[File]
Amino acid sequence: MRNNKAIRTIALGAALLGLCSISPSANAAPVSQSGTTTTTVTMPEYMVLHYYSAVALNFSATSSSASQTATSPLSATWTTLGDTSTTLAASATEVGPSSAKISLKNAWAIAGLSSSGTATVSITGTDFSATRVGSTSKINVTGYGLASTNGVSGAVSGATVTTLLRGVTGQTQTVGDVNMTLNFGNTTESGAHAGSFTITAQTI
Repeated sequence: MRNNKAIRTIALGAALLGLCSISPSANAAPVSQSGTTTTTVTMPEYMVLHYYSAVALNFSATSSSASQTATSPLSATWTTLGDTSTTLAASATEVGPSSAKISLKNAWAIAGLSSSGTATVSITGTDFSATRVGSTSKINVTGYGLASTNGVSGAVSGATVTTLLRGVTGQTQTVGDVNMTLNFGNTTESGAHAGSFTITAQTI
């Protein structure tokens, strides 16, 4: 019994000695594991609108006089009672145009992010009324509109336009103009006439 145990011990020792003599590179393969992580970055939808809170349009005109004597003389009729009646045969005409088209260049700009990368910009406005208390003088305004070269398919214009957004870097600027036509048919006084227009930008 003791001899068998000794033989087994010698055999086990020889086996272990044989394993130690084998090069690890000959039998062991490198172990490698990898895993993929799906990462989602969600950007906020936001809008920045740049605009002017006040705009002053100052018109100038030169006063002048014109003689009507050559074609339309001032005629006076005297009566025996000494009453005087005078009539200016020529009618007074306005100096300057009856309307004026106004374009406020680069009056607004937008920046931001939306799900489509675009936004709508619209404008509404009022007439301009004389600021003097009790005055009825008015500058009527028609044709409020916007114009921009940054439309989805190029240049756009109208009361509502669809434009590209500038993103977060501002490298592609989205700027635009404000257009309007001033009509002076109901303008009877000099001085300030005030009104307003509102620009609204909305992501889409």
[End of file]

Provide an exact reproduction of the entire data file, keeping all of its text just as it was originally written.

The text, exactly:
Amino acid sequence: MRNNKAIRTIALGAALLGLCSISPSANAAPVSQSGTTTTTVTMPEYMVLHYYSAVALNFSATSSSASQTATSPLSATWTTLGDTSTTLAASATEVGPSSAKISLKNAWAIAGLSSSGTATVSITGTDFSATRVGSTSKINVTGYGLASTNGVSGAVSGATVTTLLRGVTGQTQTVGDVNMTLNFGNTTESGAHAGSFTITAQTI
Repeated sequence: MRNNKAIRTIALGAALLGLCSISPSANAAPVSQSGTTTTTVTMPEYMVLHYYSAVALNFSATSSSASQTATSPLSATWTTLGDTSTTLAASATEVGPSSAKISLKNAWAIAGLSSSGTATVSITGTDFSATRVGSTSKINVTGYGLASTNGVSGAVSGATVTTLLRGVTGQTQTVGDVNMTLNFGNTTESGAHAGSFTITAQTI
């Protein structure tokens, strides 16, 4: 019994000695594991609108006089009672145009992010009324509109336009103009006439 145990011990020792003599590179393969992580970055939808809170349009005109004597003389009729009646045969005409088209260049700009990368910009406005208390003088305004070269398919214009957004870097600027036509048919006084227009930008 003791001899068998000794033989087994010698055999086990020889086996272990044989394993130690084998090069690890000959039998062991490198172990490698990898895993993929799906990462989602969600950007906020936001809008920045740049605009002017006040705009002053100052018109100038030169006063002048014109003689009507050559074609339309001032005629006076005297009566025996000494009453005087005078009539200016020529009618007074306005100096300057009856309307004026106004374009406020680069009056607004937008920046931001939306799900489509675009936004709508619209404008509404009022007439301009004389600021003097009790005055009825008015500058009527028609044709409020916007114009921009940054439309989805190029240049756009109208009361509502669809434009590209500038993103977060501002490298592609989205700027635009404000257009309007001033009509002076109901303008009877000099001085300030005030009104307003509102620009609204909305992501889409």